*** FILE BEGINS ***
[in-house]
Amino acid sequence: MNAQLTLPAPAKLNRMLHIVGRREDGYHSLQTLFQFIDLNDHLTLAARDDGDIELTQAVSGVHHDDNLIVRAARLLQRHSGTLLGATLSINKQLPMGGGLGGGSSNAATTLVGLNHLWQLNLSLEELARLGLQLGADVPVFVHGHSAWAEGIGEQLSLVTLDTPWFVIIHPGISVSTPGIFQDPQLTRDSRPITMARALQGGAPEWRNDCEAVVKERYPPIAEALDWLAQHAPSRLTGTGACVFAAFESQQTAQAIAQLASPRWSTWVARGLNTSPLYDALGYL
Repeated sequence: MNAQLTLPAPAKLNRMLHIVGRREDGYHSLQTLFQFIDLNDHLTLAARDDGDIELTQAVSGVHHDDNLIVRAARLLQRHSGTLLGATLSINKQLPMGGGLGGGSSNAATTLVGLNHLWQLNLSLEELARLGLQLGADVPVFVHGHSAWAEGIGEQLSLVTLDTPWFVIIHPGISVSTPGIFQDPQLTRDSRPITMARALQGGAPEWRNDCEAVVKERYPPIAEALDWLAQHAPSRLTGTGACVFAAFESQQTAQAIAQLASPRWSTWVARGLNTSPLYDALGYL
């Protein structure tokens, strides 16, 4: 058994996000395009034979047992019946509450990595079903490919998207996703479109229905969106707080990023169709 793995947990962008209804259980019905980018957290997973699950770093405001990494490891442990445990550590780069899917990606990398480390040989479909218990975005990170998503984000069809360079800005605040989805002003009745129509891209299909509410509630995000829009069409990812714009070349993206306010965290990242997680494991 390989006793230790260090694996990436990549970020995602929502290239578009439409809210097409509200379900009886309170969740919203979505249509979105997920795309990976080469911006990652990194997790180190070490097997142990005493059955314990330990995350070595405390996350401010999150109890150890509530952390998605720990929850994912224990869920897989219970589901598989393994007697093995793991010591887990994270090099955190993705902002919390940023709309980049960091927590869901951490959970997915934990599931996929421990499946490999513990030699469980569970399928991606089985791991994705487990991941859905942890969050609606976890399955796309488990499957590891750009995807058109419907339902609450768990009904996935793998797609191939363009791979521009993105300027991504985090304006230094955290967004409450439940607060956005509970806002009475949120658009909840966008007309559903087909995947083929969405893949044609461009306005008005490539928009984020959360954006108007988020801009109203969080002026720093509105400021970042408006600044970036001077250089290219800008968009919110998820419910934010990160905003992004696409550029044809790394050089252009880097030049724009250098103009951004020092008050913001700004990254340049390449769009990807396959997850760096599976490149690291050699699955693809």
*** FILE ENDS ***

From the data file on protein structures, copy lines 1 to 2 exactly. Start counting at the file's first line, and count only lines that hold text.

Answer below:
[in-house]
Amino acid sequence: MNAQLTLPAPAKLNRMLHIVGRREDGYHSLQTLFQFIDLNDHLTLAARDDGDIELTQAVSGVHHDDNLIVRAARLLQRHSGTLLGATLSINKQLPMGGGLGGGSSNAATTLVGLNHLWQLNLSLEELARLGLQLGADVPVFVHGHSAWAEGIGEQLSLVTLDTPWFVIIHPGISVSTPGIFQDPQLTRDSRPITMARALQGGAPEWRNDCEAVVKERYPPIAEALDWLAQHAPSRLTGTGACVFAAFESQQTAQAIAQLASPRWSTWVARGLNTSPLYDALGYL